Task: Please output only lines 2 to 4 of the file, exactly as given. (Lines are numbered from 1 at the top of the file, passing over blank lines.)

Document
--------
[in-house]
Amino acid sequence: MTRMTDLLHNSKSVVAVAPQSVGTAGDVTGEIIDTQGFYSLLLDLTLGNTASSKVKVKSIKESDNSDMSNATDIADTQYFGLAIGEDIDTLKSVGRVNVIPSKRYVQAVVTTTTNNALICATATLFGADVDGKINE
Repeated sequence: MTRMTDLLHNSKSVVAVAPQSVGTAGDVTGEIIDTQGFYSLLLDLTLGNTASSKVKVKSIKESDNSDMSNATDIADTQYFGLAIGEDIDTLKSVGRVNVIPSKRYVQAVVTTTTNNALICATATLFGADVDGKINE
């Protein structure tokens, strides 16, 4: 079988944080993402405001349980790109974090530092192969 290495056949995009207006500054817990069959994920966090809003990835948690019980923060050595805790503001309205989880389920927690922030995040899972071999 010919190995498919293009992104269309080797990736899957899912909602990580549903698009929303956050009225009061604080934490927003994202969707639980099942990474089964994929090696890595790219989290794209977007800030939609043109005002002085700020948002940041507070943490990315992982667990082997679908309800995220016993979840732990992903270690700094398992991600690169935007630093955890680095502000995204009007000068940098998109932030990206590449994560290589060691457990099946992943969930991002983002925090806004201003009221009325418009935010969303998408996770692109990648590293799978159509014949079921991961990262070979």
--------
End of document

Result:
Amino acid sequence: MTRMTDLLHNSKSVVAVAPQSVGTAGDVTGEIIDTQGFYSLLLDLTLGNTASSKVKVKSIKESDNSDMSNATDIADTQYFGLAIGEDIDTLKSVGRVNVIPSKRYVQAVVTTTTNNALICATATLFGADVDGKINE
Repeated sequence: MTRMTDLLHNSKSVVAVAPQSVGTAGDVTGEIIDTQGFYSLLLDLTLGNTASSKVKVKSIKESDNSDMSNATDIADTQYFGLAIGEDIDTLKSVGRVNVIPSKRYVQAVVTTTTNNALICATATLFGADVDGKINE
């Protein structure tokens, strides 16, 4: 079988944080993402405001349980790109974090530092192969 290495056949995009207006500054817990069959994920966090809003990835948690019980923060050595805790503001309205989880389920927690922030995040899972071999 010919190995498919293009992104269309080797990736899957899912909602990580549903698009929303956050009225009061604080934490927003994202969707639980099942990474089964994929090696890595790219989290794209977007800030939609043109005002002085700020948002940041507070943490990315992982667990082997679908309800995220016993979840732990992903270690700094398992991600690169935007630093955890680095502000995204009007000068940098998109932030990206590449994560290589060691457990099946992943969930991002983002925090806004201003009221009325418009935010969303998408996770692109990648590293799978159509014949079921991961990262070979």